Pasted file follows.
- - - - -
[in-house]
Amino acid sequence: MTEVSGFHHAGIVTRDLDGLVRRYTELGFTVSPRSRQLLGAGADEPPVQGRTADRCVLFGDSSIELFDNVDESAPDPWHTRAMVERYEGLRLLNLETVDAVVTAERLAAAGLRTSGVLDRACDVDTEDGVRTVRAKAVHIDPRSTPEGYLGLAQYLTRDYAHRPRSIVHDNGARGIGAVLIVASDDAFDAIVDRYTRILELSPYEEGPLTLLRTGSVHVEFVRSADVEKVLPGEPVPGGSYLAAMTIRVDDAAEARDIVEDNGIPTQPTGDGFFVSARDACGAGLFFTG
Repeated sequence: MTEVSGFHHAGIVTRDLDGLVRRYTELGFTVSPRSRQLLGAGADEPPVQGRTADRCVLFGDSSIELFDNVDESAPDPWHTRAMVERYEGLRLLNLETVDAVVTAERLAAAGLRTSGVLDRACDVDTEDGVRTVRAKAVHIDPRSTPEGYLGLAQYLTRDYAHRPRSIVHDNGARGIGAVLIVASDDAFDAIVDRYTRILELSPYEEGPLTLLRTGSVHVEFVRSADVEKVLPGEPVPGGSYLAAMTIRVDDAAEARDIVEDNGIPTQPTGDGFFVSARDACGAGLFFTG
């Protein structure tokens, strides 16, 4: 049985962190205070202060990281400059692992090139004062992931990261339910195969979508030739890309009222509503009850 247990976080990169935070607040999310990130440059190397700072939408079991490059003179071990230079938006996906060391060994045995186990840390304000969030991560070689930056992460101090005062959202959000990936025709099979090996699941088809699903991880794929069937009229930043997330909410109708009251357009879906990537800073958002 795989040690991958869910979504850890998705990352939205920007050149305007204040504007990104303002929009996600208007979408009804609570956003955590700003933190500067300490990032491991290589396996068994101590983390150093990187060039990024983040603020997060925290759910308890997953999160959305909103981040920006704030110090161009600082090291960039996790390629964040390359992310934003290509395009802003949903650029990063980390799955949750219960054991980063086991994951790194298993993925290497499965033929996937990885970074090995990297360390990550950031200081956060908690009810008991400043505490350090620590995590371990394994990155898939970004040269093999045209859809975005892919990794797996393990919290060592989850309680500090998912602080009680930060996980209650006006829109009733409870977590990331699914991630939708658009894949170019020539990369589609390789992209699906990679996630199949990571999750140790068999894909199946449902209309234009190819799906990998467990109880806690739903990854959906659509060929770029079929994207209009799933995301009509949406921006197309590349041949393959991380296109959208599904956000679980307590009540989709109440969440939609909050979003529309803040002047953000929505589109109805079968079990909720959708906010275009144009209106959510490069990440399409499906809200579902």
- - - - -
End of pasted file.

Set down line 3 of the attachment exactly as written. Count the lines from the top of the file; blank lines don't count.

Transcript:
Repeated sequence: MTEVSGFHHAGIVTRDLDGLVRRYTELGFTVSPRSRQLLGAGADEPPVQGRTADRCVLFGDSSIELFDNVDESAPDPWHTRAMVERYEGLRLLNLETVDAVVTAERLAAAGLRTSGVLDRACDVDTEDGVRTVRAKAVHIDPRSTPEGYLGLAQYLTRDYAHRPRSIVHDNGARGIGAVLIVASDDAFDAIVDRYTRILELSPYEEGPLTLLRTGSVHVEFVRSADVEKVLPGEPVPGGSYLAAMTIRVDDAAEARDIVEDNGIPTQPTGDGFFVSARDACGAGLFFTG